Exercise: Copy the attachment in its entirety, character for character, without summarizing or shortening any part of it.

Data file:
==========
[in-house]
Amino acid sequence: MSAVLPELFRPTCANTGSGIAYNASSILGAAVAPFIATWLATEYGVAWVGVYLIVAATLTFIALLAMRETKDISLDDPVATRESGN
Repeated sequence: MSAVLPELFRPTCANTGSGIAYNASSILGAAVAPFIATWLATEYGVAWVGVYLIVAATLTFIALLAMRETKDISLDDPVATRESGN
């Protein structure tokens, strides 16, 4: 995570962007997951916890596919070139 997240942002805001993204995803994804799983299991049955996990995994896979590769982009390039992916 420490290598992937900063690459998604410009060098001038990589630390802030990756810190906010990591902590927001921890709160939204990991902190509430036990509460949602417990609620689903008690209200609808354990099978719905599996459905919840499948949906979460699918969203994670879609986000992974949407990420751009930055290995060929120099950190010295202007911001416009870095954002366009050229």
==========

[in-house]
Amino acid sequence: MSAVLPELFRPTCANTGSGIAYNASSILGAAVAPFIATWLATEYGVAWVGVYLIVAATLTFIALLAMRETKDISLDDPVATRESGN
Repeated sequence: MSAVLPELFRPTCANTGSGIAYNASSILGAAVAPFIATWLATEYGVAWVGVYLIVAATLTFIALLAMRETKDISLDDPVATRESGN
């Protein structure tokens, strides 16, 4: 995570962007997951916890596919070139 997240942002805001993204995803994804799983299991049955996990995994896979590769982009390039992916 420490290598992937900063690459998604410009060098001038990589630390802030990756810190906010990591902590927001921890709160939204990991902190509430036990509460949602417990609620689903008690209200609808354990099978719905599996459905919840499948949906979460699918969203994670879609986000992974949407990420751009930055290995060929120099950190010295202007911001416009870095954002366009050229």